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amiabledwarf 02-25-2013 06:55 PM

Advice about hemangioma on lip
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Hi. I have recently come across this forum when doing some research about hemangiomas. Although I realise it is a US based site there is nothing similar in the UK and I really need some advice.

My daughter Teigan is 5 weeks old today. She was born full term and is a perfectly healthy little girl. However when she was a couple of weeks old we noticed that she had developed a small red mark on her lower lip. At first we thought it was a feeding blister but when it started growing very quickly we soon realised that it was a birthmark.

Due to it's position we are very concerned that it might grow very large and cause problems with feeding or become ulcerated and painful.

We have just been to see our doctor about it who quite honestly was very dismissive and just told us to leave it alone and try not to worry as it will eventually go away on it's own, albeit this could take years and it might become very large and unsightly before then. When I asked about possible treatment he basically told me that there was nothing that could be done and he will only refer us to a dermatologist if and when the hemangioma becomes ulcerated or Teigan struggles to feed. I suggested propranolol and he had not even heard of it!

I am not particularly happy with the advice we've been given. After reading this forum it is clear that early intervention can be very helpful. I know that Teigan's hemangioma is small now but it won't be like this in a few months and I don't want to ignore it and then wish I had done more further down the line.

Has anyone got any advice for what I should do? I have uploaded some pics to show what it is like currently. Thanks in advance.

'A concerned dad'

smurph 02-26-2013 02:03 AM

Hi there,
Your daughter is adorable. :) I think you have hit upon something that happens a lot, even here in the US. The same thing happened to us about 8 years ago. In many cases, if you leave the hemangioma alone, it will often just resolve itself over the course of a few years. My daughter's hand/wrist hemangioma went away totally on its own. But lips do tend to be a little more at risk for issues. My other daughter has a lip hemangioma and she did need oral steroids as well as surgery and laser. But hers was also a lot bigger than what your daughter's looks like right now.

So anyway, perhaps you could keep taking pictures on a weekly basis and keep a close eye out for problems/ulcerations. It seems like your doctor may not be aware of some of the newer treatment options available these watch it closely and then maybe you can ask for a referral at the first sign of a problem. Your pictures can help to document any changes. I'm not sure if you are able to get a second opinion, but maybe that can be an option too?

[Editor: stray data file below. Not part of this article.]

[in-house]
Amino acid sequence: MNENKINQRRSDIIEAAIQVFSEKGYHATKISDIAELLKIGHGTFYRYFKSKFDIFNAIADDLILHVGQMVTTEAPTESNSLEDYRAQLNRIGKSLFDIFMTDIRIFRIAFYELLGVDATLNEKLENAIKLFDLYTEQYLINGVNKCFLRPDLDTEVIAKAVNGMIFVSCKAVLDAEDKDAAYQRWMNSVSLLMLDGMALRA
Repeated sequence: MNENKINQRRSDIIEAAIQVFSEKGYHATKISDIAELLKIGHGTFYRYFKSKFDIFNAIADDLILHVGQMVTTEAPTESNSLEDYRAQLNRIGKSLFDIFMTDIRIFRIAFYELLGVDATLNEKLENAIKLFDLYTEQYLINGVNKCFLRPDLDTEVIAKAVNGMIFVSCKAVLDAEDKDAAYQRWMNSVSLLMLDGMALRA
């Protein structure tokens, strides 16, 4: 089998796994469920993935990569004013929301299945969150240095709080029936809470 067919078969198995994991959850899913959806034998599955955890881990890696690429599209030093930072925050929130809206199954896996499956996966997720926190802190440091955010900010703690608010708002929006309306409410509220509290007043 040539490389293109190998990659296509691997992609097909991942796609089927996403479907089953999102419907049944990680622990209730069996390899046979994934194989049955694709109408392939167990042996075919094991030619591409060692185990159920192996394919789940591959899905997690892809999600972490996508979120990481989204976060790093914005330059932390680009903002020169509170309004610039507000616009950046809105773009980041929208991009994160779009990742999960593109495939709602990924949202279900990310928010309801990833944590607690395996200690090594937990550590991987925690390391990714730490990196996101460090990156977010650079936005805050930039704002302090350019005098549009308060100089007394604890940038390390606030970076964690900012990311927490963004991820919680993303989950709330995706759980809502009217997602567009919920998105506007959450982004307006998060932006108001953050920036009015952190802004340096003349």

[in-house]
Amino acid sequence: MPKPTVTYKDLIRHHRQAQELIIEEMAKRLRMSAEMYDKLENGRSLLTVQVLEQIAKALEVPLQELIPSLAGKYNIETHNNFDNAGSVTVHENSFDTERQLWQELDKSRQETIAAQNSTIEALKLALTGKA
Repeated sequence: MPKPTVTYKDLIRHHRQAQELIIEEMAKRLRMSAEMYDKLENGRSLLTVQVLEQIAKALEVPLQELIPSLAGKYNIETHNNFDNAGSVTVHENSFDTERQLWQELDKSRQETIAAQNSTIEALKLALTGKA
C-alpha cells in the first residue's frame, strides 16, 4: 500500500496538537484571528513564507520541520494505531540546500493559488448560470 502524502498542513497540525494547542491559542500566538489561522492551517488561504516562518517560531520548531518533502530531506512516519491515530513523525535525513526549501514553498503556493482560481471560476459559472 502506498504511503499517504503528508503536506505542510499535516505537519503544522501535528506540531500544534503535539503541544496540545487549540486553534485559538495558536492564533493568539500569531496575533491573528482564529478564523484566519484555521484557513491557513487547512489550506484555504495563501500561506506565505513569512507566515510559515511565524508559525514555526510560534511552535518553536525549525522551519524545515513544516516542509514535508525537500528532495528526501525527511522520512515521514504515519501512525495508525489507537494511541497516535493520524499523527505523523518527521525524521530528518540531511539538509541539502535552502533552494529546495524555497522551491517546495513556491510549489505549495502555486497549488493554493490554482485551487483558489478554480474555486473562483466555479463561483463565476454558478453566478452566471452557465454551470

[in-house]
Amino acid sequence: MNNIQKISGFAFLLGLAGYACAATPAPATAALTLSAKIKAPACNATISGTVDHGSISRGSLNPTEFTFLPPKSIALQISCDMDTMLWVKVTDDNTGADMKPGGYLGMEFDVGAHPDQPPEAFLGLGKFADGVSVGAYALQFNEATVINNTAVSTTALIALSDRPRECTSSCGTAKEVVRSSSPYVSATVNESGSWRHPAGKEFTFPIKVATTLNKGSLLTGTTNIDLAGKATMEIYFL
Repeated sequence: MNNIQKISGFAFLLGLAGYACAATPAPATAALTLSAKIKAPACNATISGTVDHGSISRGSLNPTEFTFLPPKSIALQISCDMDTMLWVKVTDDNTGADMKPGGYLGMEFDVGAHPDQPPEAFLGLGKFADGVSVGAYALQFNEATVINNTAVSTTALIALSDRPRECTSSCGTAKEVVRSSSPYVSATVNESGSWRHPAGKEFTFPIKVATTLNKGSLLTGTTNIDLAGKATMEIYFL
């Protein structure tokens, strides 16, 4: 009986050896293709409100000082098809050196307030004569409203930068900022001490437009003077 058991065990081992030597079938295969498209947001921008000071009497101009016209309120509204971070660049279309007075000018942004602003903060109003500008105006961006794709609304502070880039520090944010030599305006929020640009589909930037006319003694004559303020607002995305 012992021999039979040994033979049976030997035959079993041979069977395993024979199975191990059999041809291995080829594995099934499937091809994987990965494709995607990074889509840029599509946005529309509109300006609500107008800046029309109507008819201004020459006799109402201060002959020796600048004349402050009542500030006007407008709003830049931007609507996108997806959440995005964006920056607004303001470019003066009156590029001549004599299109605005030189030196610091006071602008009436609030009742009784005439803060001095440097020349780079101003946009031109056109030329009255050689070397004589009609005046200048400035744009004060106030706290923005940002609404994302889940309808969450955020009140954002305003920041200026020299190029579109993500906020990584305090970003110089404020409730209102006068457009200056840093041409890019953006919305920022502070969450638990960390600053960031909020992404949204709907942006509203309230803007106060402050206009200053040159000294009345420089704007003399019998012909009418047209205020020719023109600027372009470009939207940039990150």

If you look above on the link that says "Resources" you can go to "Find a Doctor " and it lists some doctors in England that might be a resource for you, although I'm not sure if they are close-by where you live.

Good luck! Stay in touch with how it goes!


amiabledwarf 02-26-2013 09:51 AM

Thank you for your reply Shannon.

Reading your posts and Facebook profile has provided me some reassurance that no matter how bad Teigan's birthmark becomes there is something that can be done about it. I would just prefer not to let it get too bad in the first place if I can help it. I was bullied at school so I know first hand how cruel people can be. I will do everything I can to prevent Teigan going through the same thing.

It would appear that most doctors here in the UK are under educated in relation to the newer treatments available now and are therefore relying on older guidelines. Whilst I don't want to rush into any unneccessary treatment I do not want to wait until the birthmark becomes ulcerated or Teigan struggles to feed.

I will certainly take your advice to take weekly photos. We are due to see the doctor again next week for my partner's 6 week check up so we will ask for a second opinion then and maybe suggest a referral to a specialist (there is one about 50 miles from where we live).

With any luck I am worrying needlessly and everything will sort itself out!


smurph 02-26-2013 01:28 PM

It is so hard to have to wait to see what happens. I have been in that situation and it is so stressful. I waited too long because I was listening to our pediatrician (who was much like yours it seems) and I didn't know anything about hemangiomas at the time. That's why I love this site because it gives important information to parents. It was so helpful to me. It seems that you have educated yourself on what the newer information is on hemangiomas and that is good because you can advocate for her if needed. Since you are with her every day you will know if things start to change and you will be ready to push for that referral. You are doing a good job. :) Enjoy your new little baby! Those early months go by so fast!!


kitkat0330 03-01-2013 12:31 AM

My daughter just turned 6 months old and has a hemangioma on her top lip. We have been treating it with laser every 2-3 weeks since she's 6 weeks old. The red is barely noticeable now. Her pediatrician told us to take the wait and see approach but I sought an expert opinion, that being Dr. Levitin who recommended laser surgery. We are so happy with our decision.

amiabledwarf 03-08-2013 08:23 AM

Well we managed to get a second opinion yesterday during Teigan's 6 week check up. Thankfully the doctor was far more sympathetic and agreed with our views and has referred us to a paediatric dermatologist.

We are now just waiting for an appointment. At least we have made some progress!

smurph 03-08-2013 04:35 PM

Great news! :)

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